- gemseo.uncertainty.create_sensitivity_analysis(analysis, disciplines, parameter_space, **options)[source]
Create the sensitivity analysis.
- Parameters:
analysis (str) – The name of a sensitivity analysis class.
disciplines (Collection[MDODiscipline]) – The disciplines.
parameter_space (ParameterSpace) – A parameter space.
**options – The DOE algorithm options.
- Returns:
The toolbox for these sensitivity indices.
- Return type:
Examples
>>> from gemseo import create_discipline, create_parameter_space >>> from gemseo.uncertainty import create_sensitivity_analysis >>> >>> expressions = {"y1": "x1+2*x2", "y2": "x1-3*x2"} >>> discipline = create_discipline( ... "AnalyticDiscipline", expressions=expressions ... ) >>> >>> parameter_space = create_parameter_space() >>> parameter_space.add_random_variable( ... "x1", "OTUniformDistribution", minimum=-1, maximum=1 ... ) >>> parameter_space.add_random_variable( ... "x2", "OTNormalDistribution", mu=0.5, sigma=2 ... ) >>> >>> analysis = create_sensitivity_analysis( ... "CorrelationIndices", [discipline], parameter_space, n_samples=1000 ... ) >>> indices = analysis.compute_indices()
- gemseo.uncertainty.create_statistics(dataset, variable_names=None, tested_distributions=None, fitting_criterion='BIC', selection_criterion='best', level=0.05, name=None)[source]
Create a statistics toolbox, either parametric or empirical.
If parametric, the toolbox selects a distribution from candidates, based on a fitting criterion and on a selection strategy.
- Parameters:
dataset (Dataset) – A dataset.
variable_names (Iterable[str] | None) – The variables of interest. If
None
, consider all the variables from dataset.tested_distributions (Sequence[str] | None) – The names of the tested distributions.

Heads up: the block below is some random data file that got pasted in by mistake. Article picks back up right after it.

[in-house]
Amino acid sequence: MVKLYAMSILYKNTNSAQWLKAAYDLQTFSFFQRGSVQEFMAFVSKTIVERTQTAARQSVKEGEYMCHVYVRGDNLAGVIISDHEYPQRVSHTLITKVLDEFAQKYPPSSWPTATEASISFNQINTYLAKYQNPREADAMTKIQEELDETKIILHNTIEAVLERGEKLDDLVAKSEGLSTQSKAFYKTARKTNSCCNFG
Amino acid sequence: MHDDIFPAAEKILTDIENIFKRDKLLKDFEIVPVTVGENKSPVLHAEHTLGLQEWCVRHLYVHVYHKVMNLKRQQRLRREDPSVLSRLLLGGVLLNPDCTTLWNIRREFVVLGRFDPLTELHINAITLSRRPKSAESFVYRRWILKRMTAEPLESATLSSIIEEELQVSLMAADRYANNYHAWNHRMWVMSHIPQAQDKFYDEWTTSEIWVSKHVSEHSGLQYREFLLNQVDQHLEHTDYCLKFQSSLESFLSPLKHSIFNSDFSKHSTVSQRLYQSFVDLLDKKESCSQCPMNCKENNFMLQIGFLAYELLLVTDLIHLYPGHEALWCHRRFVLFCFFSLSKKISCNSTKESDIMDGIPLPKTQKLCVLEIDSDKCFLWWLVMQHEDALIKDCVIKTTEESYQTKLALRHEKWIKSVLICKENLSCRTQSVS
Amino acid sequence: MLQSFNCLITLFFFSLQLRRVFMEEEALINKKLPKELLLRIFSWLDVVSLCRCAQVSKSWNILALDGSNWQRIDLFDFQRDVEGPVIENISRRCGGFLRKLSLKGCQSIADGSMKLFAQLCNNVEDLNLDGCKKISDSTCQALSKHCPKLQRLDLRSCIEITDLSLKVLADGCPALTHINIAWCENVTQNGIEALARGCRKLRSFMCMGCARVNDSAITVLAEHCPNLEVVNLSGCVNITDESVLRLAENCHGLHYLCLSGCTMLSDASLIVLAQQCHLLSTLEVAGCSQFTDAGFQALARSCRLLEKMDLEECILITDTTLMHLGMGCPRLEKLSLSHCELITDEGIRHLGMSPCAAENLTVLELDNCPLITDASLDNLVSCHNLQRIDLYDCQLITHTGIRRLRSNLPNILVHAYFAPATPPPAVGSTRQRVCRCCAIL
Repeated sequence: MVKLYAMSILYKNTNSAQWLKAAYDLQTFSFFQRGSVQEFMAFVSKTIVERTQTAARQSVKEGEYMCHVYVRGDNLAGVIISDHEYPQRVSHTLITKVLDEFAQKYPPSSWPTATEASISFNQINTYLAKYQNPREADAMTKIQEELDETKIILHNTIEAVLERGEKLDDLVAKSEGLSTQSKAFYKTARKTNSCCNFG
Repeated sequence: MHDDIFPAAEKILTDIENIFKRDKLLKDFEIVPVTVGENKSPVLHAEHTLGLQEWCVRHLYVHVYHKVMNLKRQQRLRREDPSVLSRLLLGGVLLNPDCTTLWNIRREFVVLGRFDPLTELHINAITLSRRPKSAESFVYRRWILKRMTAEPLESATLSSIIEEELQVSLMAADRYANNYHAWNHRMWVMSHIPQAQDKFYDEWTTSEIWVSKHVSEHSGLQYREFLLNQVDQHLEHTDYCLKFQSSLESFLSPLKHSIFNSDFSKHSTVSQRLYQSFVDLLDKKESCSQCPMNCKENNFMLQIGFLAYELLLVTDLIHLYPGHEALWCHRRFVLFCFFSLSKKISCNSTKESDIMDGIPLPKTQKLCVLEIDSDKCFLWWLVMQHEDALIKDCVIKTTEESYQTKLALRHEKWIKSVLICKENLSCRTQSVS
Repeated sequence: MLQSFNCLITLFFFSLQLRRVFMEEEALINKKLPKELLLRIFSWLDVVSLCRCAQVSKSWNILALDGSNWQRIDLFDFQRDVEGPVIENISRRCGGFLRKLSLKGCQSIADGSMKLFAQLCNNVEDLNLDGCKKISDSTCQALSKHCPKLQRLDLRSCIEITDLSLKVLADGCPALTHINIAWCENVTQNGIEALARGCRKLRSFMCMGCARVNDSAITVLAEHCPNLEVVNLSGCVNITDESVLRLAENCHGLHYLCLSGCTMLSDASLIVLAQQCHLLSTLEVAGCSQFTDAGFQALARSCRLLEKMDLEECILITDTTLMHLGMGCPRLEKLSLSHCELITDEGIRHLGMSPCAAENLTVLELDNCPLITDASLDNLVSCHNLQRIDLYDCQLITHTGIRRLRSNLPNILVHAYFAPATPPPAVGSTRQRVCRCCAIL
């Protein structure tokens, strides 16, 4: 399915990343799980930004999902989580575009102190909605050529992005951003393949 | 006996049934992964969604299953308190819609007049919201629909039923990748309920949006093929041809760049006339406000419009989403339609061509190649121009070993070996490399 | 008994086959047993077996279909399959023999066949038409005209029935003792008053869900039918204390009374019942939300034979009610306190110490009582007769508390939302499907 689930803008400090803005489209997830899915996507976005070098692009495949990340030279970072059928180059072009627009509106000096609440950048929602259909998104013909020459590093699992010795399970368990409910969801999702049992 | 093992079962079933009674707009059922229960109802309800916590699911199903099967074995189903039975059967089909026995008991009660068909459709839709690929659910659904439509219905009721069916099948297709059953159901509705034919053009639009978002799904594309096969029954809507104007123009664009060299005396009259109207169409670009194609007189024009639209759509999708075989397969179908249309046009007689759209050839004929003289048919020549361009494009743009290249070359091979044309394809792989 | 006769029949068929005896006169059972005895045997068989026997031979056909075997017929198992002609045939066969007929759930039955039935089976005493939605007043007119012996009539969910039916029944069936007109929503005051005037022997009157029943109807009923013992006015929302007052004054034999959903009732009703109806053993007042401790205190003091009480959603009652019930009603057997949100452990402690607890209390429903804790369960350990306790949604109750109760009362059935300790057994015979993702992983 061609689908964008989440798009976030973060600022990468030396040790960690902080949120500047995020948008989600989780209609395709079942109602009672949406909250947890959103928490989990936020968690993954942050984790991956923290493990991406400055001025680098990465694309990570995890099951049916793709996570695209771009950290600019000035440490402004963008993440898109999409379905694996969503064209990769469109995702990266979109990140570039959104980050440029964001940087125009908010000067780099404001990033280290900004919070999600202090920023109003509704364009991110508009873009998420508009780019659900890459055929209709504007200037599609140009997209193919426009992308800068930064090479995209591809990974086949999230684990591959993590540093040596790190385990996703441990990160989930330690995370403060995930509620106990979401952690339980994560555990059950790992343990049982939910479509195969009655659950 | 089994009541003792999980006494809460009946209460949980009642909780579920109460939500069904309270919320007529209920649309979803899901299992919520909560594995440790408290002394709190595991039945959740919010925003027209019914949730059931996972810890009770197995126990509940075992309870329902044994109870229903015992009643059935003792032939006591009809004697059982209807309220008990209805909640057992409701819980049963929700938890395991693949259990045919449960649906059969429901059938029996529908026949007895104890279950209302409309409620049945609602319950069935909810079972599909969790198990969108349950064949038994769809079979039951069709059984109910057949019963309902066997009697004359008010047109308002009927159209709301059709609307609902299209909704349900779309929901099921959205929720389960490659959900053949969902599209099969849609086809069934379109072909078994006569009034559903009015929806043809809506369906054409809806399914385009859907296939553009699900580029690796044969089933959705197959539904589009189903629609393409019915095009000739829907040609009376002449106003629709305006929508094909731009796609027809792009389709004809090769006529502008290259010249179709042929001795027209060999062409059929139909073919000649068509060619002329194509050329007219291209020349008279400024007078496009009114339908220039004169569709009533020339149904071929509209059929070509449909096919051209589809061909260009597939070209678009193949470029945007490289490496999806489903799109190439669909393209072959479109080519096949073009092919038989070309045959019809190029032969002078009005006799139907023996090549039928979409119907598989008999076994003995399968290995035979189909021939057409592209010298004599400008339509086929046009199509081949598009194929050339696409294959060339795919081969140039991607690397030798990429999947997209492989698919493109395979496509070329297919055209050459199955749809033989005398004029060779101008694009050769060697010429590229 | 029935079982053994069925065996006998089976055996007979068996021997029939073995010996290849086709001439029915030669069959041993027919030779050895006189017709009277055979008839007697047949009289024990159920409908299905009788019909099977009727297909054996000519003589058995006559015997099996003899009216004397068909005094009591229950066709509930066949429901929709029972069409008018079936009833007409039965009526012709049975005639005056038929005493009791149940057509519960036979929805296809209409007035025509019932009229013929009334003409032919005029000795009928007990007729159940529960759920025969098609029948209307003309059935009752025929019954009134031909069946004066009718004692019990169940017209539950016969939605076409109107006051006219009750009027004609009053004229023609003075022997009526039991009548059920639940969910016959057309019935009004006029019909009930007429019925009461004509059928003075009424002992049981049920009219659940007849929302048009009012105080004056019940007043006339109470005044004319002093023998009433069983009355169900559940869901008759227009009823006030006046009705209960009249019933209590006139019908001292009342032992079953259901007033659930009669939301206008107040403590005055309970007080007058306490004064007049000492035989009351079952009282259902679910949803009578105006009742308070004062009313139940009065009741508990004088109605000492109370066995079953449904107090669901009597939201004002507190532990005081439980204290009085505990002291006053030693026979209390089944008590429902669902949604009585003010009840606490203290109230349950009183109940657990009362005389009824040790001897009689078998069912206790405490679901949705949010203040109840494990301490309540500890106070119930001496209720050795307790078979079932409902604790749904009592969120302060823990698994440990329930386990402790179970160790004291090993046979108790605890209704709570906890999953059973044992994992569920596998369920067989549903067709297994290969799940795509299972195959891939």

fitting_criterion (str) –
The name of a goodness-of-fit criterion, measuring how the distribution fits the data. Use
ParametricStatistics.get_criteria()
to get the available criteria.By default it is set to “BIC”.
selection_criterion (str) –
The name of a selection criterion to select a distribution from candidates. Either ‘first’ or ‘best’.
By default it is set to “best”.
level (float) –
A test level, i.e. the risk of committing a Type 1 error, that is an incorrect rejection of a true null hypothesis, for criteria based on a test hypothesis.
By default it is set to 0.05.
name (str | None) – A name for the statistics toolbox instance. If
None
, use the concatenation of class and dataset names.
- Returns:
A statistics toolbox.
- Return type:
Examples
>>> from gemseo import ( ... create_discipline, ... create_parameter_space, ... create_scenario, ... ) >>> from gemseo.uncertainty import create_statistics >>> >>> expressions = {"y1": "x1+2*x2", "y2": "x1-3*x2"} >>> discipline = create_discipline( ... "AnalyticDiscipline", expressions=expressions ... ) >>> >>> parameter_space = create_parameter_space() >>> parameter_space.add_random_variable( ... "x1", "OTUniformDistribution", minimum=-1, maximum=1 ... ) >>> parameter_space.add_random_variable( ... "x2", "OTNormalDistribution", mu=0.5, sigma=2 ... ) >>> >>> scenario = create_scenario( ... [discipline], ... "DisciplinaryOpt", ... "y1", ... parameter_space, ... scenario_type="DOE", ... ) >>> scenario.execute({"algo": "OT_MONTE_CARLO", "n_samples": 100}) >>> >>> dataset = scenario.to_dataset(opt_naming=False) >>> >>> statistics = create_statistics(dataset) >>> mean = statistics.compute_mean()
- gemseo.uncertainty.get_available_distributions(base_class_name='Distribution')[source]
Get the available probability distributions.
- gemseo.uncertainty.get_available_sensitivity_analyses()[source]
Get the available sensitivity analyses.